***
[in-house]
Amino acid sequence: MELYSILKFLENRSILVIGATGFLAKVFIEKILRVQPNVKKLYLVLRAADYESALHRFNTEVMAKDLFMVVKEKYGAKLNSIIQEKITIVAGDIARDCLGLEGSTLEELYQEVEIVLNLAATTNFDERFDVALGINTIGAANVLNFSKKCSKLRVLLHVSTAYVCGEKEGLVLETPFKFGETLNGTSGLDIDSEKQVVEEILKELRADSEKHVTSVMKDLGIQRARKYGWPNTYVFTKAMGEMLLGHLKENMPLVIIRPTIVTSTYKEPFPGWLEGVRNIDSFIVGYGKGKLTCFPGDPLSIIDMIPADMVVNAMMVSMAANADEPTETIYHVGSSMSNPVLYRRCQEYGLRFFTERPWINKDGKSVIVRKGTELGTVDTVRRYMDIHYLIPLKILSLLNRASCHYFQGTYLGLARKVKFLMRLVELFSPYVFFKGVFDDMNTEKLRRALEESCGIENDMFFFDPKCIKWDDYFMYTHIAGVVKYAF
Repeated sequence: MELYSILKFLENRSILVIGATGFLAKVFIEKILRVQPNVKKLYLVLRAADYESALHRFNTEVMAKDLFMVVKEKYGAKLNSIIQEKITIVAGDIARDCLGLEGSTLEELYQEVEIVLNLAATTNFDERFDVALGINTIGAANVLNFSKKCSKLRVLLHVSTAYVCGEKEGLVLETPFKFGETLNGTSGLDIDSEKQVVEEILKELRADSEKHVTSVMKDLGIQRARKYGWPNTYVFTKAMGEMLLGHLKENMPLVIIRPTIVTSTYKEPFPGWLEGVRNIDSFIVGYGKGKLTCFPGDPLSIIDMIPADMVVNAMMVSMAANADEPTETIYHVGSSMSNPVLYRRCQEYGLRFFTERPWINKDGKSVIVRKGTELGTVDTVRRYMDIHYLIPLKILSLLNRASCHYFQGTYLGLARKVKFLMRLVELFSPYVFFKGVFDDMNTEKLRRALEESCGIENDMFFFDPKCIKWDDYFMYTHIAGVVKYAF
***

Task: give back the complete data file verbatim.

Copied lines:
[in-house]
Amino acid sequence: MELYSILKFLENRSILVIGATGFLAKVFIEKILRVQPNVKKLYLVLRAADYESALHRFNTEVMAKDLFMVVKEKYGAKLNSIIQEKITIVAGDIARDCLGLEGSTLEELYQEVEIVLNLAATTNFDERFDVALGINTIGAANVLNFSKKCSKLRVLLHVSTAYVCGEKEGLVLETPFKFGETLNGTSGLDIDSEKQVVEEILKELRADSEKHVTSVMKDLGIQRARKYGWPNTYVFTKAMGEMLLGHLKENMPLVIIRPTIVTSTYKEPFPGWLEGVRNIDSFIVGYGKGKLTCFPGDPLSIIDMIPADMVVNAMMVSMAANADEPTETIYHVGSSMSNPVLYRRCQEYGLRFFTERPWINKDGKSVIVRKGTELGTVDTVRRYMDIHYLIPLKILSLLNRASCHYFQGTYLGLARKVKFLMRLVELFSPYVFFKGVFDDMNTEKLRRALEESCGIENDMFFFDPKCIKWDDYFMYTHIAGVVKYAF
Repeated sequence: MELYSILKFLENRSILVIGATGFLAKVFIEKILRVQPNVKKLYLVLRAADYESALHRFNTEVMAKDLFMVVKEKYGAKLNSIIQEKITIVAGDIARDCLGLEGSTLEELYQEVEIVLNLAATTNFDERFDVALGINTIGAANVLNFSKKCSKLRVLLHVSTAYVCGEKEGLVLETPFKFGETLNGTSGLDIDSEKQVVEEILKELRADSEKHVTSVMKDLGIQRARKYGWPNTYVFTKAMGEMLLGHLKENMPLVIIRPTIVTSTYKEPFPGWLEGVRNIDSFIVGYGKGKLTCFPGDPLSIIDMIPADMVVNAMMVSMAANADEPTETIYHVGSSMSNPVLYRRCQEYGLRFFTERPWINKDGKSVIVRKGTELGTVDTVRRYMDIHYLIPLKILSLLNRASCHYFQGTYLGLARKVKFLMRLVELFSPYVFFKGVFDDMNTEKLRRALEESCGIENDMFFFDPKCIKWDDYFMYTHIAGVVKYAF